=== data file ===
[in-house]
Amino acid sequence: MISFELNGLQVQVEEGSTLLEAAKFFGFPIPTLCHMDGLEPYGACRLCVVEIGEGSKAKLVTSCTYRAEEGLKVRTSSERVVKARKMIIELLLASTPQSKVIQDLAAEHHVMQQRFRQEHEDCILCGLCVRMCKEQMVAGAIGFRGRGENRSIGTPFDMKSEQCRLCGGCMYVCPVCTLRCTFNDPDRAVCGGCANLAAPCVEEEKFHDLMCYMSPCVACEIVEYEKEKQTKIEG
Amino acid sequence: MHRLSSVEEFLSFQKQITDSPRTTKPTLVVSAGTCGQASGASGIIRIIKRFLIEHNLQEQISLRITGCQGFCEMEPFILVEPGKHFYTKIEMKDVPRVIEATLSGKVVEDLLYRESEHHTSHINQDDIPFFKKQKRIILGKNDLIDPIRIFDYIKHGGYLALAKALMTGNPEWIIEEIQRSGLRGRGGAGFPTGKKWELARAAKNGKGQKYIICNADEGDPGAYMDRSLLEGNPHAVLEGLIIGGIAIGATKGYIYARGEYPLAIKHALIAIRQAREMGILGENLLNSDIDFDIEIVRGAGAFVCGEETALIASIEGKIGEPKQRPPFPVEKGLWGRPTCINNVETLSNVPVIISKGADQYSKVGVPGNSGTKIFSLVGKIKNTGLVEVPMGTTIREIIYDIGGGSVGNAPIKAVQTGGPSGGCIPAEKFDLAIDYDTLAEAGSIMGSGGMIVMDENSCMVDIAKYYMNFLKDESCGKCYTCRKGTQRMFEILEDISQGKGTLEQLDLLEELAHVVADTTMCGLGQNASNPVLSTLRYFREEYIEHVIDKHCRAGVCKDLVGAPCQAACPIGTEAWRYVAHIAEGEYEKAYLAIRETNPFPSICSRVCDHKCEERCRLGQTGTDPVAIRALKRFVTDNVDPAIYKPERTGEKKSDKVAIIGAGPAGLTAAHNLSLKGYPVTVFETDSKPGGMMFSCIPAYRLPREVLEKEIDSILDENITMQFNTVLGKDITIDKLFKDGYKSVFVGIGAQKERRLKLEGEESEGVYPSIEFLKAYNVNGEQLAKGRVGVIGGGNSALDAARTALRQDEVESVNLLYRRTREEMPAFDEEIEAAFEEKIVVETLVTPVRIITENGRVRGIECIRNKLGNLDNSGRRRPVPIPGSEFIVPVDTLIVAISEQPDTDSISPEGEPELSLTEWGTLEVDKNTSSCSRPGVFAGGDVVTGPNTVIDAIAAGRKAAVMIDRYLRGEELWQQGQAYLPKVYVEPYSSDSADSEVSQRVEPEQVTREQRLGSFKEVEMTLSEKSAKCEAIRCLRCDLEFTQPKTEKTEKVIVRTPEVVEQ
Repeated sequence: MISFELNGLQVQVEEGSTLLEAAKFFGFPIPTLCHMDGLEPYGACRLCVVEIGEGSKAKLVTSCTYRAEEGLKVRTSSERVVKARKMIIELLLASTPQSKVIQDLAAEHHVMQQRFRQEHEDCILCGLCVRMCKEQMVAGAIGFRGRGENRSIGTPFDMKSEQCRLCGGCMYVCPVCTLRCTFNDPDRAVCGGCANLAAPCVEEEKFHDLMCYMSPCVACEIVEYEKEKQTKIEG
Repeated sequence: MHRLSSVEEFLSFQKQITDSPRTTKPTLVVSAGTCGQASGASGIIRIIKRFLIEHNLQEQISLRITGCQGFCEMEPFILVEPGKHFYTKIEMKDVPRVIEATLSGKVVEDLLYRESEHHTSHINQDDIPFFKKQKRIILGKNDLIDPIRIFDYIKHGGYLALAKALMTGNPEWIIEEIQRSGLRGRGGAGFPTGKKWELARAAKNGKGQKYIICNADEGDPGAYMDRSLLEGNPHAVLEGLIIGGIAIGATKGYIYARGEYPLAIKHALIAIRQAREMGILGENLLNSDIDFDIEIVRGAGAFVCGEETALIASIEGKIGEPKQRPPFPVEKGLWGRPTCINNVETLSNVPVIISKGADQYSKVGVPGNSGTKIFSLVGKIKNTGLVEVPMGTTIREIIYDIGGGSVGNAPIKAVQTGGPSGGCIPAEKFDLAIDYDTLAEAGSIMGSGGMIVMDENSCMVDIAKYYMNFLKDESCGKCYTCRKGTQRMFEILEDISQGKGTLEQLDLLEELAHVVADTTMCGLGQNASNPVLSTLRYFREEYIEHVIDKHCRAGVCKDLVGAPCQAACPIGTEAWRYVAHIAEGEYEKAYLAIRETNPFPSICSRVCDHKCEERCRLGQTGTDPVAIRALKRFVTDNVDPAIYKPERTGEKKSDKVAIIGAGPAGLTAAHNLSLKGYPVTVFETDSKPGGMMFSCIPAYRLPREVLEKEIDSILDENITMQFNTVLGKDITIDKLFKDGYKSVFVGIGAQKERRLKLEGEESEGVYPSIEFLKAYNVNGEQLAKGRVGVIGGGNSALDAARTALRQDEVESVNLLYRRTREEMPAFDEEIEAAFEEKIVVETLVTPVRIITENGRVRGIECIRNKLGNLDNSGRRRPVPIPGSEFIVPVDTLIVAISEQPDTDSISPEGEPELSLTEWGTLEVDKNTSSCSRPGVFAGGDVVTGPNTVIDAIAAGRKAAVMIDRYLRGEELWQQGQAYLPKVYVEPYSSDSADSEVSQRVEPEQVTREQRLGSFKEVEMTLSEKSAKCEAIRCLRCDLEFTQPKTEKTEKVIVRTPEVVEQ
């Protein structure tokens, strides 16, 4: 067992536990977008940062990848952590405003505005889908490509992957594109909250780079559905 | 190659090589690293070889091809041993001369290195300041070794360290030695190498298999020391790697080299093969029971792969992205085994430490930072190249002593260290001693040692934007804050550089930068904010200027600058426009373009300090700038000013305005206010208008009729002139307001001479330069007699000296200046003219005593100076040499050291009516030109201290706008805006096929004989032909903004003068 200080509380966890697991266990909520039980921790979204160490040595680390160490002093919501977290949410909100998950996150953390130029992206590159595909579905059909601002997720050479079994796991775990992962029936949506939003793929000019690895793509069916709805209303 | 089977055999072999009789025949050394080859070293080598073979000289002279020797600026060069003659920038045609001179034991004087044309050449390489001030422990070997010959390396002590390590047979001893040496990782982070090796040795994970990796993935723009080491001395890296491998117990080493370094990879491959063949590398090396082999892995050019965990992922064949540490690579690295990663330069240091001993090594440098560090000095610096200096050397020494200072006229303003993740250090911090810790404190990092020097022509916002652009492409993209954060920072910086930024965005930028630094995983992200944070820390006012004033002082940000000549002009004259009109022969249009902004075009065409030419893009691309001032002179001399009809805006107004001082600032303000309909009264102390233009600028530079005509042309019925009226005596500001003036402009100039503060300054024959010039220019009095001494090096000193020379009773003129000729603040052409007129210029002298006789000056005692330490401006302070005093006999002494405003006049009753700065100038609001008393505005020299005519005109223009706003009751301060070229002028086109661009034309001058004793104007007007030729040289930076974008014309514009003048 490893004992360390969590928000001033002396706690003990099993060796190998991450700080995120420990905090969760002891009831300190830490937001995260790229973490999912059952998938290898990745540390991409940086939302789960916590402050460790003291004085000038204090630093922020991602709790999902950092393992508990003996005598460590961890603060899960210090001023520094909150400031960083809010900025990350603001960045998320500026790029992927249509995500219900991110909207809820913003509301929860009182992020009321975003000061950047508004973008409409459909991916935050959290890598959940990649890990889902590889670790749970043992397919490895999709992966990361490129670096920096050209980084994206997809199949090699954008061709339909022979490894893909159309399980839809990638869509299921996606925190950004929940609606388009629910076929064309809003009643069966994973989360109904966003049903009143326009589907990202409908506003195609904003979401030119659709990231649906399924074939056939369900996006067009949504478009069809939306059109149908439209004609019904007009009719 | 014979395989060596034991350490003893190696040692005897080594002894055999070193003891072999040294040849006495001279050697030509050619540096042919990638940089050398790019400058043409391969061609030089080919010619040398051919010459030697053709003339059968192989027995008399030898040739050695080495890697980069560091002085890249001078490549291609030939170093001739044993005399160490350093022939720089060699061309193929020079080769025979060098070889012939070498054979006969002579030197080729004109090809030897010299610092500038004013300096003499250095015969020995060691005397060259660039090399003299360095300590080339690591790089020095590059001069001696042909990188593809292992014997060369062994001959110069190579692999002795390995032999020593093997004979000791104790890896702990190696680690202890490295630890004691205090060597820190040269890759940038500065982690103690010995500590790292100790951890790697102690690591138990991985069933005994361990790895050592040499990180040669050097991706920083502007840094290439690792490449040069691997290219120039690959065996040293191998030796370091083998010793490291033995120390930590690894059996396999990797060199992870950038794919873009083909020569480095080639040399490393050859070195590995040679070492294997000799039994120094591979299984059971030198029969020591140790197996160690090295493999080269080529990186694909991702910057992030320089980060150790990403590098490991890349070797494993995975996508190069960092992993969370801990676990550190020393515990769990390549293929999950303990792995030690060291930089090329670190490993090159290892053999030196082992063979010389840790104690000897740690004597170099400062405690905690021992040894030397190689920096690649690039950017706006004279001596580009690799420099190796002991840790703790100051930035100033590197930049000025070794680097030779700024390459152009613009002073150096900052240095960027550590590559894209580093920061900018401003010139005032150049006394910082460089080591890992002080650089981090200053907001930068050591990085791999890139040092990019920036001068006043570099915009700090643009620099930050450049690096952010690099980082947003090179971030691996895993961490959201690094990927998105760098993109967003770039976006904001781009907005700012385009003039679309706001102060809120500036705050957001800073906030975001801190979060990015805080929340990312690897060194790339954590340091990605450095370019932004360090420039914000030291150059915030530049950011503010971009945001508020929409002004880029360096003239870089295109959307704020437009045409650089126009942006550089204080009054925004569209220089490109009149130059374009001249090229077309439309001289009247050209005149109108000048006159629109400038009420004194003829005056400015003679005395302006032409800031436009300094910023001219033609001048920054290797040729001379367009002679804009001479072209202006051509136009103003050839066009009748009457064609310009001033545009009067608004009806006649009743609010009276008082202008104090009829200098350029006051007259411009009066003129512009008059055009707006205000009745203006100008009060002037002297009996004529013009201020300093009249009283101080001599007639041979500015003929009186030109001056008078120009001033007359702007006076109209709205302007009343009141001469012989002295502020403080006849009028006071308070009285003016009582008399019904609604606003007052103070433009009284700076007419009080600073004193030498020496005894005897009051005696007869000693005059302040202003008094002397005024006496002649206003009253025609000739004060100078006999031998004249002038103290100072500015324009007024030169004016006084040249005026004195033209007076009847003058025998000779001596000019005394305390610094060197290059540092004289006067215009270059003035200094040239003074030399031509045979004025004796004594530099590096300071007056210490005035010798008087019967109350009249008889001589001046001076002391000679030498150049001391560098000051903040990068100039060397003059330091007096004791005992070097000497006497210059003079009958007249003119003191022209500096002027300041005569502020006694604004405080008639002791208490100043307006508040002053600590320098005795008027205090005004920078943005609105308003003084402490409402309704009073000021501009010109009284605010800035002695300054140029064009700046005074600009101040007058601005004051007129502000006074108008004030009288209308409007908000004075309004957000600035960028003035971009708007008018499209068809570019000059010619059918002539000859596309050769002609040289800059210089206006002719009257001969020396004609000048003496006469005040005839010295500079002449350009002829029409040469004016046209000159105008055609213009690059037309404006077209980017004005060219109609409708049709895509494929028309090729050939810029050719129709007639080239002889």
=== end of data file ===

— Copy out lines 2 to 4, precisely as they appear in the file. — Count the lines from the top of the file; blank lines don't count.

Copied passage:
Amino acid sequence: MISFELNGLQVQVEEGSTLLEAAKFFGFPIPTLCHMDGLEPYGACRLCVVEIGEGSKAKLVTSCTYRAEEGLKVRTSSERVVKARKMIIELLLASTPQSKVIQDLAAEHHVMQQRFRQEHEDCILCGLCVRMCKEQMVAGAIGFRGRGENRSIGTPFDMKSEQCRLCGGCMYVCPVCTLRCTFNDPDRAVCGGCANLAAPCVEEEKFHDLMCYMSPCVACEIVEYEKEKQTKIEG
Amino acid sequence: MHRLSSVEEFLSFQKQITDSPRTTKPTLVVSAGTCGQASGASGIIRIIKRFLIEHNLQEQISLRITGCQGFCEMEPFILVEPGKHFYTKIEMKDVPRVIEATLSGKVVEDLLYRESEHHTSHINQDDIPFFKKQKRIILGKNDLIDPIRIFDYIKHGGYLALAKALMTGNPEWIIEEIQRSGLRGRGGAGFPTGKKWELARAAKNGKGQKYIICNADEGDPGAYMDRSLLEGNPHAVLEGLIIGGIAIGATKGYIYARGEYPLAIKHALIAIRQAREMGILGENLLNSDIDFDIEIVRGAGAFVCGEETALIASIEGKIGEPKQRPPFPVEKGLWGRPTCINNVETLSNVPVIISKGADQYSKVGVPGNSGTKIFSLVGKIKNTGLVEVPMGTTIREIIYDIGGGSVGNAPIKAVQTGGPSGGCIPAEKFDLAIDYDTLAEAGSIMGSGGMIVMDENSCMVDIAKYYMNFLKDESCGKCYTCRKGTQRMFEILEDISQGKGTLEQLDLLEELAHVVADTTMCGLGQNASNPVLSTLRYFREEYIEHVIDKHCRAGVCKDLVGAPCQAACPIGTEAWRYVAHIAEGEYEKAYLAIRETNPFPSICSRVCDHKCEERCRLGQTGTDPVAIRALKRFVTDNVDPAIYKPERTGEKKSDKVAIIGAGPAGLTAAHNLSLKGYPVTVFETDSKPGGMMFSCIPAYRLPREVLEKEIDSILDENITMQFNTVLGKDITIDKLFKDGYKSVFVGIGAQKERRLKLEGEESEGVYPSIEFLKAYNVNGEQLAKGRVGVIGGGNSALDAARTALRQDEVESVNLLYRRTREEMPAFDEEIEAAFEEKIVVETLVTPVRIITENGRVRGIECIRNKLGNLDNSGRRRPVPIPGSEFIVPVDTLIVAISEQPDTDSISPEGEPELSLTEWGTLEVDKNTSSCSRPGVFAGGDVVTGPNTVIDAIAAGRKAAVMIDRYLRGEELWQQGQAYLPKVYVEPYSSDSADSEVSQRVEPEQVTREQRLGSFKEVEMTLSEKSAKCEAIRCLRCDLEFTQPKTEKTEKVIVRTPEVVEQ
Repeated sequence: MISFELNGLQVQVEEGSTLLEAAKFFGFPIPTLCHMDGLEPYGACRLCVVEIGEGSKAKLVTSCTYRAEEGLKVRTSSERVVKARKMIIELLLASTPQSKVIQDLAAEHHVMQQRFRQEHEDCILCGLCVRMCKEQMVAGAIGFRGRGENRSIGTPFDMKSEQCRLCGGCMYVCPVCTLRCTFNDPDRAVCGGCANLAAPCVEEEKFHDLMCYMSPCVACEIVEYEKEKQTKIEG